The other day, I was finishing my GED class attendance sheets. Part of the process is to scan and upload the attendance sheets to the data center before the end of the day. Well, my printer started to act up just as it has for the past six months. When it started acting up last year, I purchased a new printer; that’s what the average person would have done, correct? I put the new printer in my storage bedroom, and it’s been there all these months. I guess I was saving it for a rainy day.
The printer continued to malfunction. It was getting on my nerves. It would have been so much easier to get up and hook up the new printer, but rather than facing the NEW and UNFAMILIAR challenge, I continued to fiddle around with the connections to my old mess, as I have been doing in the past. I was becoming more frustrated by the minute. It’s during these times of frustration when God whispers, “Why don’t you get the new printer?” Of course, I know better, and that’s what I should have done, but I continue to fiddle with the connection until the printer decided it had had enough; it was time to move on.
I grabbed the new printer from the bedroom; I tore open the box as loads of papers fly up in my face. With the directions in hand, I am ready to attack this task. Then reality sets in; I’m making a change. All of a sudden, I’m tired. I don’t feel like doing this. Why should I continue to frustrate myself; besides, I’m hungry. I don’t feel like reading directions, even though they were simple pictures. I have connected printers before; I can get this one connected and finish with my work. Thirty minutes later, I’m almost in tears because I can’t get the ink cartridge in. I get past that hurdle, and I can’t get the password to work. I’m looking for the number to call the printer manufacturer, which you know won’t do any good; they no longer employ humans.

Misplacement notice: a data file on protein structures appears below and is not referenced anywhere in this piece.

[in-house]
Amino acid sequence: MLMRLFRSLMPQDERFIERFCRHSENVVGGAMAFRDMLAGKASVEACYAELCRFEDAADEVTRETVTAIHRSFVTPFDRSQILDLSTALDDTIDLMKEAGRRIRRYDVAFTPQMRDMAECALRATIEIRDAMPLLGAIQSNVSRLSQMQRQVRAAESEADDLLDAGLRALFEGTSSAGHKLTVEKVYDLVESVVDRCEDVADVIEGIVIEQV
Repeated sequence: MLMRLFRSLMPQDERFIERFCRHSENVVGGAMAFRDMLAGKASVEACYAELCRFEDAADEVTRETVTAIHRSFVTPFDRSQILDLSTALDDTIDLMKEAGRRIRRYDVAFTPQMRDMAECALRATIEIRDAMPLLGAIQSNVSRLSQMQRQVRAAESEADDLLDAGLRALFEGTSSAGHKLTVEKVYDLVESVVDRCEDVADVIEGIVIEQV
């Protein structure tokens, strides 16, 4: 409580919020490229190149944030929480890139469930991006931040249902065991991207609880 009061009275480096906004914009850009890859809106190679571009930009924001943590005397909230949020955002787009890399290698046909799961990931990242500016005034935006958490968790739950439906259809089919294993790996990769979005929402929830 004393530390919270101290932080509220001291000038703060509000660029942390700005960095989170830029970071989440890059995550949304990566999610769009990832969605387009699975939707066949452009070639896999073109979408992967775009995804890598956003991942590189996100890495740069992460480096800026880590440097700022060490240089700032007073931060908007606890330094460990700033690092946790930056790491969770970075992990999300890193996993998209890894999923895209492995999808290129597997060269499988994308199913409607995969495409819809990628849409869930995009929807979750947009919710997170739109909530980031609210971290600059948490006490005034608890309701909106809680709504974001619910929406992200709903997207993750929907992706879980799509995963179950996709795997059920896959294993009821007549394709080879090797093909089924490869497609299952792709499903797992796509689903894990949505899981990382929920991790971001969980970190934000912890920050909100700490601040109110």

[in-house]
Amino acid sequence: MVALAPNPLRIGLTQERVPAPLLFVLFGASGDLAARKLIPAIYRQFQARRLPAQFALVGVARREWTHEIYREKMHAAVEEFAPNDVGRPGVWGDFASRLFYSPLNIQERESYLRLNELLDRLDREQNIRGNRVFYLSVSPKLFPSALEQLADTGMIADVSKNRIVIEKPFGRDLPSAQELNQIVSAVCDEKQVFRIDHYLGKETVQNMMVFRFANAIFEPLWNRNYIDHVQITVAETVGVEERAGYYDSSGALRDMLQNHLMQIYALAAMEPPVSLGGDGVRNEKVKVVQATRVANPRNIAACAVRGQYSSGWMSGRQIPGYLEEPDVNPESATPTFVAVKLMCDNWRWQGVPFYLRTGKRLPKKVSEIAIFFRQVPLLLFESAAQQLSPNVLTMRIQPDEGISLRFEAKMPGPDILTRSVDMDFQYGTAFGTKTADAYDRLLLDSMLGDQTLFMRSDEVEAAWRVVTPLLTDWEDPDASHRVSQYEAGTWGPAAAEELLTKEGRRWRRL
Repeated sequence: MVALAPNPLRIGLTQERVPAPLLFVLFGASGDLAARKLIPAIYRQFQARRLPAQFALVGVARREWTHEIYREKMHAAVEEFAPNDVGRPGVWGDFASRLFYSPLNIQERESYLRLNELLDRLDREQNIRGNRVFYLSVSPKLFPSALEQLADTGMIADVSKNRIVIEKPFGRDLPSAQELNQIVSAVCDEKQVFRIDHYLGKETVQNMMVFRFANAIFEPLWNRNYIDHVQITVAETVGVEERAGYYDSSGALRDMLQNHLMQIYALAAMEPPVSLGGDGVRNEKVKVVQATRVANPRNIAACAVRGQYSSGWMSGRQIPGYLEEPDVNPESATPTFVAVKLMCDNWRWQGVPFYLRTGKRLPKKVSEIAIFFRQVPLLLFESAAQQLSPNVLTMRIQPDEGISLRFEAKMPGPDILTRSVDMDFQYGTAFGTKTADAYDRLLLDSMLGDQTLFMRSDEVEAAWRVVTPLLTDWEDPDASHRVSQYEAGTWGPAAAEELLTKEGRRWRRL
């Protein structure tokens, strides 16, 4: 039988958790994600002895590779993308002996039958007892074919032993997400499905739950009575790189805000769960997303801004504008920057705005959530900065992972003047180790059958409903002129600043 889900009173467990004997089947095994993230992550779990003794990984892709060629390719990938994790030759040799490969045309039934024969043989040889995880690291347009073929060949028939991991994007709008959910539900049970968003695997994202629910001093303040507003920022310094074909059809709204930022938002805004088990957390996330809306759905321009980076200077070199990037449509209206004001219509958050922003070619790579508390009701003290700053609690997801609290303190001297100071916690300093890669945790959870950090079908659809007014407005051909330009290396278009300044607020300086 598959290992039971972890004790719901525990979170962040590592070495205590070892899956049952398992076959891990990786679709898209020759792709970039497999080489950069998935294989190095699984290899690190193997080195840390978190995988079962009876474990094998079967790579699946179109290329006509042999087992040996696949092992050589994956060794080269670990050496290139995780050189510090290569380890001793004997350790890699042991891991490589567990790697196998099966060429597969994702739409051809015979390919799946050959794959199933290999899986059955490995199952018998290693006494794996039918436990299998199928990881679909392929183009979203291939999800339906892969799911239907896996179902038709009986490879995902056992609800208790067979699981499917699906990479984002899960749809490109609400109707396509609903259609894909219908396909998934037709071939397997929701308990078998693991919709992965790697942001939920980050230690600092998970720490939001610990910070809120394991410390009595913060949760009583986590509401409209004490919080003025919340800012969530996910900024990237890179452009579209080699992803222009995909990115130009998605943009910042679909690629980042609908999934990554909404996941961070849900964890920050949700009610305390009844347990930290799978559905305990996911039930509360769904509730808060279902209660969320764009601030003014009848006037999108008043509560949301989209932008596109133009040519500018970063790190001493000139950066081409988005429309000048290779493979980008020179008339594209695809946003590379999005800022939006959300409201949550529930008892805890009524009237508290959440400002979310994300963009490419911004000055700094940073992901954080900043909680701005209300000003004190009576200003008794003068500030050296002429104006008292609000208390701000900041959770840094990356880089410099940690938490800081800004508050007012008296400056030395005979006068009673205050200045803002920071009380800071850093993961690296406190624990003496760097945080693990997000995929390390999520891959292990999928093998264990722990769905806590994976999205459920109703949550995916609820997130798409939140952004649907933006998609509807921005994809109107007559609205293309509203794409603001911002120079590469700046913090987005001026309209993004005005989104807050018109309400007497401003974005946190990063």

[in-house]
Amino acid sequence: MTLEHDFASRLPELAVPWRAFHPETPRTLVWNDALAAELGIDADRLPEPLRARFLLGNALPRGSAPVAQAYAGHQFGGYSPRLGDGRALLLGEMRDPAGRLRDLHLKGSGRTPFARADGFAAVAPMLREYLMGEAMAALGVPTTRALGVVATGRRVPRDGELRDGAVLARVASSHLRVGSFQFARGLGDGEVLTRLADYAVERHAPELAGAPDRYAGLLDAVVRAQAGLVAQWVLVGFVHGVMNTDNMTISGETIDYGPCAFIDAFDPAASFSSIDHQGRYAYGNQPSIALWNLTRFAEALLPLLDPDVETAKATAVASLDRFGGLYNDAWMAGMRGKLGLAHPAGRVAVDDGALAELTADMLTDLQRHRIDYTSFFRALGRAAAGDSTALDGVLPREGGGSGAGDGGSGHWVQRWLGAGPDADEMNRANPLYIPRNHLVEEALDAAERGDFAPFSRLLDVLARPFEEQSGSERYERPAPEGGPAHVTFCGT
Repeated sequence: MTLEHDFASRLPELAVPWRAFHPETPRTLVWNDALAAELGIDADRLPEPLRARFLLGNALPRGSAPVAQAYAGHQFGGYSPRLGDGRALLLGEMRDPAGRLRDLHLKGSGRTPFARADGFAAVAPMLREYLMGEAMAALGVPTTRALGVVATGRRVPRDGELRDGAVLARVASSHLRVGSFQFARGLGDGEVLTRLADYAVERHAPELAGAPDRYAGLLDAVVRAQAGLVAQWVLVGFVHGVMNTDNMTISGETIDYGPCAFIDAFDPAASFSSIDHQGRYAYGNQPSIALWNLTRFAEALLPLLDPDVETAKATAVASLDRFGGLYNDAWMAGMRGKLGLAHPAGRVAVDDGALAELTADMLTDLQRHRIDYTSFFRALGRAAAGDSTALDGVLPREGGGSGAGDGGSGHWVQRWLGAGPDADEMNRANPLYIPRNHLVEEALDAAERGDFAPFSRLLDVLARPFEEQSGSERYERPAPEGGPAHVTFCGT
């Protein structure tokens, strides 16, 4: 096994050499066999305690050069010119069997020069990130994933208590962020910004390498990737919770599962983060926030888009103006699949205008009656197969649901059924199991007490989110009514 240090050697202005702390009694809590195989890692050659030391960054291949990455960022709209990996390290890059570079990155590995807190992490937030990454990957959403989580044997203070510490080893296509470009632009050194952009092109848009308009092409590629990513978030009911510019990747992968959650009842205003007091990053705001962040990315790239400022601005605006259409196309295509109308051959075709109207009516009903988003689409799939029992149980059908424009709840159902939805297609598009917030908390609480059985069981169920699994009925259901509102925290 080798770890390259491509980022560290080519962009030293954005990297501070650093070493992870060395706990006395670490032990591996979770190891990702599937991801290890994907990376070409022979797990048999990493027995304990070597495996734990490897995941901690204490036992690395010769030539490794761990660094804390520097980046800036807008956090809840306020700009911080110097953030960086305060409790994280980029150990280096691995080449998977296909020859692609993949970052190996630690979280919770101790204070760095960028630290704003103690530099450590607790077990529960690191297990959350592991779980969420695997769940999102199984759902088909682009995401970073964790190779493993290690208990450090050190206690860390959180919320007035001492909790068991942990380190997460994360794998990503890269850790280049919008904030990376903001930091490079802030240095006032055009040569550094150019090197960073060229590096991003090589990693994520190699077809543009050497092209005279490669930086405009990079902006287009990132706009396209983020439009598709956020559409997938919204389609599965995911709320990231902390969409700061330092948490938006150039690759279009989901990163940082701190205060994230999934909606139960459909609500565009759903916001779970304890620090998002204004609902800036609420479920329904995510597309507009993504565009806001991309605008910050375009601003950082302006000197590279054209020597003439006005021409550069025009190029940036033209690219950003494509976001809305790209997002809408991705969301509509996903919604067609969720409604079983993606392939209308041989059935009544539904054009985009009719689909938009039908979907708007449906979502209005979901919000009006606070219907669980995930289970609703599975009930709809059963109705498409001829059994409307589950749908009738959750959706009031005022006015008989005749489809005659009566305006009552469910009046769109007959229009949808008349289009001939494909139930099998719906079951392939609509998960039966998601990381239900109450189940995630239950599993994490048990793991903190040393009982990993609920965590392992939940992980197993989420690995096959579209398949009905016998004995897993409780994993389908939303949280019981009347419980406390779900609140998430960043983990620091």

Finally, I decide it’s just not worth it; go back to the old printer.
How many times have you given up in the middle of the process? It’s always easier to go back to the more comfortable situation rather than allow yourself to be stretched and turned into a new and exciting direction. I learned a few important lessons from my experience with the printer that I feel will help during challenging times.
- It’s easy to go back, resist the temptation to return to the familiar.
- When time is of the essence, take the time to understand.
- You will gain knowledge and wisdom during the process.
- Don’t get caught up in the struggle and forget about the prize.
I finally got the printer working. It is an absolute joy to use. It was so easy to scan the attendance sheets I was looking for other things to scan.
“It’s not in the destination; it’s the journey.” Ralph Waldo Emerson